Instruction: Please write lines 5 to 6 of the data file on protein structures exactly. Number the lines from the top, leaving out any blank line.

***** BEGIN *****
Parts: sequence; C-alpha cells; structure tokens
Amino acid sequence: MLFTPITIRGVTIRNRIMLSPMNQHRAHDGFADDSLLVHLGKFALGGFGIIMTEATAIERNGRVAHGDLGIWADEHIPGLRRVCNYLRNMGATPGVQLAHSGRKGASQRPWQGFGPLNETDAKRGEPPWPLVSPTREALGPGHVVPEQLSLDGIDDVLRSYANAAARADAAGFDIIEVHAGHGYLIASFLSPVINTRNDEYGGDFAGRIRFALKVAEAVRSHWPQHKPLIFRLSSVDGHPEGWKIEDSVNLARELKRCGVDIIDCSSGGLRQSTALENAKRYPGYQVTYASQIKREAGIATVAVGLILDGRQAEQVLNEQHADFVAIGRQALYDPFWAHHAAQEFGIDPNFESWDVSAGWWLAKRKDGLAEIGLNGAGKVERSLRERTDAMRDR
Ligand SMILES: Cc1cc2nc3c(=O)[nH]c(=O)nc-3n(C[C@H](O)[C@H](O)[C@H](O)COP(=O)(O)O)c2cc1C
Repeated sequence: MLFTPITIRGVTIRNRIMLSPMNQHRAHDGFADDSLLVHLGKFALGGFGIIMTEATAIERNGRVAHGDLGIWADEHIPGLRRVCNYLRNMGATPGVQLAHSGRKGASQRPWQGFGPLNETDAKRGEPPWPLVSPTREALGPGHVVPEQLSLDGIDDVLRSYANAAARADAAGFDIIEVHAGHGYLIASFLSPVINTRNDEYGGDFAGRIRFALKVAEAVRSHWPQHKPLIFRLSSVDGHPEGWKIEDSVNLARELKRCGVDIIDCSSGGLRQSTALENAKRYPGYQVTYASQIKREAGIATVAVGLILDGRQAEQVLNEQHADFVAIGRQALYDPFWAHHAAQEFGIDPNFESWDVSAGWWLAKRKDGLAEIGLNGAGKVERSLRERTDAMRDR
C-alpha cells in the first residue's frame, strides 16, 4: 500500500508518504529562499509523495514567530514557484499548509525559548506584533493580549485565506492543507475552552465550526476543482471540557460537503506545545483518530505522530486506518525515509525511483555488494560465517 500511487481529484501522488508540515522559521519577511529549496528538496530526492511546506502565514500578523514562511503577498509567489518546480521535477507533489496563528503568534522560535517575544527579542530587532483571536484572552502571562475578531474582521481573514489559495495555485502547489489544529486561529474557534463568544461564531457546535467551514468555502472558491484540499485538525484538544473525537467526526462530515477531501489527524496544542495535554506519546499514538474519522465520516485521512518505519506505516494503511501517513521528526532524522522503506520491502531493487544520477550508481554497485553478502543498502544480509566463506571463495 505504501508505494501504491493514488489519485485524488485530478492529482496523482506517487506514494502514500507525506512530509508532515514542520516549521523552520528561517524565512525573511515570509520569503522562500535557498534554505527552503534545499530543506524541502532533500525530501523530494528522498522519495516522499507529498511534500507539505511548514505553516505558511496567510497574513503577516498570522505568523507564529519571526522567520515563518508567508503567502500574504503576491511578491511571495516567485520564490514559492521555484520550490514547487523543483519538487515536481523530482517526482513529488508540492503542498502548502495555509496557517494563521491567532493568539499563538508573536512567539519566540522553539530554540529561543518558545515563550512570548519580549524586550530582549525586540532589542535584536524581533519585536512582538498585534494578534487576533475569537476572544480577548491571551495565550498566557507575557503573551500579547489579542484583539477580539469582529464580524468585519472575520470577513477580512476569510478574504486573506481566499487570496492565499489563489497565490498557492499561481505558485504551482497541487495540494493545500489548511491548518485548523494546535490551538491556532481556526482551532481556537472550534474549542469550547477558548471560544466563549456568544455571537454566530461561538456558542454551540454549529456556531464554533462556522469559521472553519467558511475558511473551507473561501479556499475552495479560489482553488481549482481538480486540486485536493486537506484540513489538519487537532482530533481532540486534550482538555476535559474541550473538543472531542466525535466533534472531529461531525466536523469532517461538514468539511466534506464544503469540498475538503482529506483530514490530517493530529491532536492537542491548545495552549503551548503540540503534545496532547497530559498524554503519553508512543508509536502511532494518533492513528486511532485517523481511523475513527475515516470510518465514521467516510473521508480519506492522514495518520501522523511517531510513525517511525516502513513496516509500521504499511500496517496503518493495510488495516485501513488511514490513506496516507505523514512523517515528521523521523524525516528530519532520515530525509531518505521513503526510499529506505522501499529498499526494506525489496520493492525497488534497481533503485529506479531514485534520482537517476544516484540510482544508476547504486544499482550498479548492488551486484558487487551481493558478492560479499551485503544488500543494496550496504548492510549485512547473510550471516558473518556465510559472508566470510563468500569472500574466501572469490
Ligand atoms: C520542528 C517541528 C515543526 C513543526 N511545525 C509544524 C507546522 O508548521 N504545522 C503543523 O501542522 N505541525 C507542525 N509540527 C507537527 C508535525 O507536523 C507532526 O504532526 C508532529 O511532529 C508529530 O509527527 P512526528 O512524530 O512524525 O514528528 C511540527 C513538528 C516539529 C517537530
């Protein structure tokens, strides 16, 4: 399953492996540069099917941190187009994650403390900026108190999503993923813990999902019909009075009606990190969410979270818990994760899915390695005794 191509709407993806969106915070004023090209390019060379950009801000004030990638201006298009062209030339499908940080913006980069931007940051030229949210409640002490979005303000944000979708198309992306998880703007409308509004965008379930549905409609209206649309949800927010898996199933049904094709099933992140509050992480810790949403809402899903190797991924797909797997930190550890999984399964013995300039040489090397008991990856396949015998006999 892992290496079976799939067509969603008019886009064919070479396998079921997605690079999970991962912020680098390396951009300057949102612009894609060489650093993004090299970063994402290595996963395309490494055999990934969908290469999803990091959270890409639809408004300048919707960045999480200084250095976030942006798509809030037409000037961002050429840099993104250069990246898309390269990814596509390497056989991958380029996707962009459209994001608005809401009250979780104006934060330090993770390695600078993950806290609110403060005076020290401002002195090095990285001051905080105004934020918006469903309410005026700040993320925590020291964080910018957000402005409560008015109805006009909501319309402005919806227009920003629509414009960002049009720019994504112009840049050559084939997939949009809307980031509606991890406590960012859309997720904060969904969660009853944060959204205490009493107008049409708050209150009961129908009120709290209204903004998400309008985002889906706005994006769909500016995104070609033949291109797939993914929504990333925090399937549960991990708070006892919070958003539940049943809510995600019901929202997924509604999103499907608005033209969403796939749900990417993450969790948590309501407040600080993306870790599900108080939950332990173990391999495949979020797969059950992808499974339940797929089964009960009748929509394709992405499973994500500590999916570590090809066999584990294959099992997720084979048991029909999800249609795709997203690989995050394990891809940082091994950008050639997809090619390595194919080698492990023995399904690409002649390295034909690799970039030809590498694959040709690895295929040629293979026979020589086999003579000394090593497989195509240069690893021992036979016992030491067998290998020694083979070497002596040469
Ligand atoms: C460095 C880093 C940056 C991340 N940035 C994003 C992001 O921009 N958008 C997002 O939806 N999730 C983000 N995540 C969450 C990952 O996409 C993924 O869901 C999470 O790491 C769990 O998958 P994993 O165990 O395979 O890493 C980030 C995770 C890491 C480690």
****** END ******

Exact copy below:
C-alpha cells in the first residue's frame, strides 16, 4: 500500500508518504529562499509523495514567530514557484499548509525559548506584533493580549485565506492543507475552552465550526476543482471540557460537503506545545483518530505522530486506518525515509525511483555488494560465517 500511487481529484501522488508540515522559521519577511529549496528538496530526492511546506502565514500578523514562511503577498509567489518546480521535477507533489496563528503568534522560535517575544527579542530587532483571536484572552502571562475578531474582521481573514489559495495555485502547489489544529486561529474557534463568544461564531457546535467551514468555502472558491484540499485538525484538544473525537467526526462530515477531501489527524496544542495535554506519546499514538474519522465520516485521512518505519506505516494503511501517513521528526532524522522503506520491502531493487544520477550508481554497485553478502543498502544480509566463506571463495 505504501508505494501504491493514488489519485485524488485530478492529482496523482506517487506514494502514500507525506512530509508532515514542520516549521523552520528561517524565512525573511515570509520569503522562500535557498534554505527552503534545499530543506524541502532533500525530501523530494528522498522519495516522499507529498511534500507539505511548514505553516505558511496567510497574513503577516498570522505568523507564529519571526522567520515563518508567508503567502500574504503576491511578491511571495516567485520564490514559492521555484520550490514547487523543483519538487515536481523530482517526482513529488508540492503542498502548502495555509496557517494563521491567532493568539499563538508573536512567539519566540522553539530554540529561543518558545515563550512570548519580549524586550530582549525586540532589542535584536524581533519585536512582538498585534494578534487576533475569537476572544480577548491571551495565550498566557507575557503573551500579547489579542484583539477580539469582529464580524468585519472575520470577513477580512476569510478574504486573506481566499487570496492565499489563489497565490498557492499561481505558485504551482497541487495540494493545500489548511491548518485548523494546535490551538491556532481556526482551532481556537472550534474549542469550547477558548471560544466563549456568544455571537454566530461561538456558542454551540454549529456556531464554533462556522469559521472553519467558511475558511473551507473561501479556499475552495479560489482553488481549482481538480486540486485536493486537506484540513489538519487537532482530533481532540486534550482538555476535559474541550473538543472531542466525535466533534472531529461531525466536523469532517461538514468539511466534506464544503469540498475538503482529506483530514490530517493530529491532536492537542491548545495552549503551548503540540503534545496532547497530559498524554503519553508512543508509536502511532494518533492513528486511532485517523481511523475513527475515516470510518465514521467516510473521508480519506492522514495518520501522523511517531510513525517511525516502513513496516509500521504499511500496517496503518493495510488495516485501513488511514490513506496516507505523514512523517515528521523521523524525516528530519532520515530525509531518505521513503526510499529506505522501499529498499526494506525489496520493492525497488534497481533503485529506479531514485534520482537517476544516484540510482544508476547504486544499482550498479548492488551486484558487487551481493558478492560479499551485503544488500543494496550496504548492510549485512547473510550471516558473518556465510559472508566470510563468500569472500574466501572469490
Ligand atoms: C520542528 C517541528 C515543526 C513543526 N511545525 C509544524 C507546522 O508548521 N504545522 C503543523 O501542522 N505541525 C507542525 N509540527 C507537527 C508535525 O507536523 C507532526 O504532526 C508532529 O511532529 C508529530 O509527527 P512526528 O512524530 O512524525 O514528528 C511540527 C513538528 C516539529 C517537530